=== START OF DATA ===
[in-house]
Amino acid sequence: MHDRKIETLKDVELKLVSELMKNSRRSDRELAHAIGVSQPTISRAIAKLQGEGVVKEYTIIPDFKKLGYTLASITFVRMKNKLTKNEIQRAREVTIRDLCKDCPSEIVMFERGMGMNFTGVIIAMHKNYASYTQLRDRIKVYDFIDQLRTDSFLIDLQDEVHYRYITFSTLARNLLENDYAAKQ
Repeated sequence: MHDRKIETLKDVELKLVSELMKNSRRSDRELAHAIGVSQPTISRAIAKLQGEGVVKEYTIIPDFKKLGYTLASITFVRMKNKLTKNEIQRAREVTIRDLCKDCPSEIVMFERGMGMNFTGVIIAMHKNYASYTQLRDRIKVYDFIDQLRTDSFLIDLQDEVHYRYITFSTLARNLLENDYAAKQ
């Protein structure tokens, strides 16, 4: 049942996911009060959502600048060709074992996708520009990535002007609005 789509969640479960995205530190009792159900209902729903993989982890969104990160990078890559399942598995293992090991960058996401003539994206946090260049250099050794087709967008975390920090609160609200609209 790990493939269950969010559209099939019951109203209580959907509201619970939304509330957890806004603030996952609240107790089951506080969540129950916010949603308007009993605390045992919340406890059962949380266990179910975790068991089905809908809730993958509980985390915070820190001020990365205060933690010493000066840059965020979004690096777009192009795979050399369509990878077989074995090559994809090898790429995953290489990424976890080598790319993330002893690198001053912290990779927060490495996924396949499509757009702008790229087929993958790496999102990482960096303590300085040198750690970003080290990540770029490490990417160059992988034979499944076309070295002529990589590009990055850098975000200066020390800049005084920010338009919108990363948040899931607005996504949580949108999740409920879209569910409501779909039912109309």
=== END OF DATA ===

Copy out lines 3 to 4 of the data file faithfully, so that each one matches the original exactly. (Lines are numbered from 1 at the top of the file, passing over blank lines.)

Repeated sequence: MHDRKIETLKDVELKLVSELMKNSRRSDRELAHAIGVSQPTISRAIAKLQGEGVVKEYTIIPDFKKLGYTLASITFVRMKNKLTKNEIQRAREVTIRDLCKDCPSEIVMFERGMGMNFTGVIIAMHKNYASYTQLRDRIKVYDFIDQLRTDSFLIDLQDEVHYRYITFSTLARNLLENDYAAKQ
């Protein structure tokens, strides 16, 4: 049942996911009060959502600048060709074992996708520009990535002007609005 789509969640479960995205530190009792159900209902729903993989982890969104990160990078890559399942598995293992090991960058996401003539994206946090260049250099050794087709967008975390920090609160609200609209 790990493939269950969010559209099939019951109203209580959907509201619970939304509330957890806004603030996952609240107790089951506080969540129950916010949603308007009993605390045992919340406890059962949380266990179910975790068991089905809908809730993958509980985390915070820190001020990365205060933690010493000066840059965020979004690096777009192009795979050399369509990878077989074995090559994809090898790429995953290489990424976890080598790319993330002893690198001053912290990779927060490495996924396949499509757009702008790229087929993958790496999102990482960096303590300085040198750690970003080290990540770029490490990417160059992988034979499944076309070295002529990589590009990055850098975000200066020390800049005084920010338009919108990363948040899931607005996504949580949108999740409920879209569910409501779909039912109309």